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Tuesday 16 August 2022 3:43pm

sueportraitProfessor Sue Crengle (Kāti Māmoe, Kāi Tahu, Waitaha)

Te Ohu Rata o Aotearoa - Māori Medical Practitioners Association's (Te ORA) membership have gathered online to celebrate the significant achievements of tākuta Māori (Maori doctors) and Māori medical students.

Otago kaimahi (staff) and tauira (students) were among those honoured.

Professor Sue Crengle (Kāti Māmoe, Kāi Tahu, Waitaha) from the Ngāi Tahu Māori Health Research Unit was awarded the Maarire Goodall Supreme Award for outstanding and influential Māori doctor of the year.

Professor Crengle is a vocationally registered general practitioner and Public Health Medicine Specialist whose research has a focus on health inequities, health services research and quality of care, and youth health.

In October last year, she was appointed to the Board of Te Aka Whai Ora- Māori Health Authority. Professor Crengle is also a foundation member of Te ORA and sits on the Taumata of senior clinicians.

“I'm very humbled to have received the Maarire Goodall award this year. It's an honour to walk in the footsteps of Maarire and the many Māori doctors before me. I mihi to Te ORA for remembering Maarire and his incredible contributions to medicine and many other areas in Te Ao Māori. I'm also grateful to the many awesome people I work with, and my friends and whānau that support me, without whom my work wouldn't be possible,” says Professor Crengle.

Two Otago medical tauira were also honoured at the awards.

selwynportraitSelwyn Te Paa (Ngāti Whātua)

Selwyn Te Paa (Ngāti Whātua), who is studying with Otago in Wellington, received the Pharmac/Te ORA Award for Medical Student Leadership.

“I am extremely humbled by the award but aware that I am simply a product of my iwi and those who raised me,” Te Paa says. 

Te Paa is President of Te Oranga - Māori Medical Students' Association Aotearoa. He has also been involved in running te reo classes for medical students, and with Ngā Puna Hauora - the Māori health professional student organisation, which organised three days of Matariki workshops this year.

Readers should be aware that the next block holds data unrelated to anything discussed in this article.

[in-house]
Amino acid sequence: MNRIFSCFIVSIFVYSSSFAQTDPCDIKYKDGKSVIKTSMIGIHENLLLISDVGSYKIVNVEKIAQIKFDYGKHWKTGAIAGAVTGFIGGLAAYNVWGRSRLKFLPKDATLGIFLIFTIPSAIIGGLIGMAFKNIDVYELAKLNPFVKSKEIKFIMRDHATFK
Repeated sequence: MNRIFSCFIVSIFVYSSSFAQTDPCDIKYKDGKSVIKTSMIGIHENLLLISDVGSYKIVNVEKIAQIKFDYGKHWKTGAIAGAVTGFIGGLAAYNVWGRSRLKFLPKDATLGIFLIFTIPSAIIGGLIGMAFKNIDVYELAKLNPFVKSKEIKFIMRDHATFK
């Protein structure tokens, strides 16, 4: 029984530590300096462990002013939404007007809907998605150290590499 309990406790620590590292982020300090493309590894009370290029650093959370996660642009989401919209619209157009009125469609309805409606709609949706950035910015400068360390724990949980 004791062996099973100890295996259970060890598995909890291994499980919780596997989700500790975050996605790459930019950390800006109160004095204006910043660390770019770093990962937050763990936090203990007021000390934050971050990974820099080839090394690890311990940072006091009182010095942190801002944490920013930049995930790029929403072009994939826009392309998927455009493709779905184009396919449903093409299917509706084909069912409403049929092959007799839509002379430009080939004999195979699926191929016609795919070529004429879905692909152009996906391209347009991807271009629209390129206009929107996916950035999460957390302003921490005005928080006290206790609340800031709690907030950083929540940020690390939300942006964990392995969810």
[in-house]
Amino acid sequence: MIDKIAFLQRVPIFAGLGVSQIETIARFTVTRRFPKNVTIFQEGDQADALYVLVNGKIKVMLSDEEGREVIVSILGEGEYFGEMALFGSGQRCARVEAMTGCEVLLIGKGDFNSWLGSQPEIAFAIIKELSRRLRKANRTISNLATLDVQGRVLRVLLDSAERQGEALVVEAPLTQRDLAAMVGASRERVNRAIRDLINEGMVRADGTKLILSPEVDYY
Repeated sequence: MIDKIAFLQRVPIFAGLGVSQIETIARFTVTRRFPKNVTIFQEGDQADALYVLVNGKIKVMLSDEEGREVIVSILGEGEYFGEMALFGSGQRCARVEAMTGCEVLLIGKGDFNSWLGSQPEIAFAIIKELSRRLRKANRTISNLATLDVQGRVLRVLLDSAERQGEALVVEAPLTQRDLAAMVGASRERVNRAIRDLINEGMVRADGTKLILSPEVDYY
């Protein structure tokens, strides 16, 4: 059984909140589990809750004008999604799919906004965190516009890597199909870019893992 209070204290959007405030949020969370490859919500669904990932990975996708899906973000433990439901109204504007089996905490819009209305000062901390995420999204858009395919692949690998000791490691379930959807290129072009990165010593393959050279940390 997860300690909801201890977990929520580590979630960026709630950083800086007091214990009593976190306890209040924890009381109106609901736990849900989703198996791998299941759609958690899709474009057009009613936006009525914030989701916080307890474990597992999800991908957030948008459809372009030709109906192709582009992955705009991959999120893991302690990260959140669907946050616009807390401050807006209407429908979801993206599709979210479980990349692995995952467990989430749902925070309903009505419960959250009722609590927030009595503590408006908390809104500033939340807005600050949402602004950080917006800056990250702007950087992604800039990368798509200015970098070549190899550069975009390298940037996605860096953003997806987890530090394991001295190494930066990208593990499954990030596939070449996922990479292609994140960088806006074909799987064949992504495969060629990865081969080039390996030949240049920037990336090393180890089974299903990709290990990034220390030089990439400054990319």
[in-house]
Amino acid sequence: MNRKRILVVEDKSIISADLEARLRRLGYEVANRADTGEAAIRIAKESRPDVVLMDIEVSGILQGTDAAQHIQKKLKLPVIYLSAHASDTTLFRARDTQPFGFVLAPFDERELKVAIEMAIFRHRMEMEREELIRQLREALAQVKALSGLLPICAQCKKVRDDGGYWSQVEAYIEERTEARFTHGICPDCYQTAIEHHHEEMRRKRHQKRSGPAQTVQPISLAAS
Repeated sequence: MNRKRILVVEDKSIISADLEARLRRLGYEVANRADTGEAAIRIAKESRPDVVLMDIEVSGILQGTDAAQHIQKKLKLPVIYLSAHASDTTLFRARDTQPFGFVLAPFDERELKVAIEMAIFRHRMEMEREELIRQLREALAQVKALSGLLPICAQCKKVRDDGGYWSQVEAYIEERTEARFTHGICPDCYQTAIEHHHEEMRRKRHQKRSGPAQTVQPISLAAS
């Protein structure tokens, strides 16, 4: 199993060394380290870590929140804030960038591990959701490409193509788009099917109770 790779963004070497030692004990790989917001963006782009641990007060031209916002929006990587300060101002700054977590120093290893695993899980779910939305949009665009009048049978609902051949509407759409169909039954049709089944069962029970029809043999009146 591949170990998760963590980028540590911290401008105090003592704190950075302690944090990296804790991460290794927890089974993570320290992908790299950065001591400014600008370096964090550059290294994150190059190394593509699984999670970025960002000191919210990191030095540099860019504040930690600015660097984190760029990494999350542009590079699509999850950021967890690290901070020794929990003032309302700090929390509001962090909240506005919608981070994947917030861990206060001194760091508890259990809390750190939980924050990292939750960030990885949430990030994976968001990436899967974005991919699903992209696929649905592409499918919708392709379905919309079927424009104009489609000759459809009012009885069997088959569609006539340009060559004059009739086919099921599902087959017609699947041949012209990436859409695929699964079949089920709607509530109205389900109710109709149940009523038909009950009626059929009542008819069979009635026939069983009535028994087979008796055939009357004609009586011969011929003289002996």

On what motivates him to be a student leader, Te Paa says: “Māori have a long tradition of being leaders and navigators. It is my duty to uphold this tradition within healthcare to help ease the experience of Māori within a western medical system, with improving Māori health outcomes being the ultimate goal.”

carltonCarlton Irving (Whakatōhea)

Carlton Irving (Whakatōhea), studying in Dunedin, was recognised with a Pharmac/Te ORA Award for Excellent Student Research. Irving has been working with the Health Quality & Safety Commission trialling the Patient Experience Survey with the rescue helicopter. Irving's own career began as an intensive care paramedic.

This survey gathers patient feedback on their experience and has been used in hospitals in Aotearoa for 11 years, and primary healthcare for the last three. Irving hopes this trial will lead to it being rolled out across the primary emergency services.

“We need to measure what we treasure – ask people about their experiences, such as their feeling of cultural safety, and use that to inform us. Diversity, inclusion and belonging are fundamentally important.”

Otago Alumni, Dr Mairarangi Haimona (Waikato, Ngāti Kahungunu, Ngāti Whakaue, Ngā Puhi) received the Ngā Rangātira Matahīapo Te Oranga Award for the Māori doctor most supportive of students.

- Kōrero by Antonia Wallace

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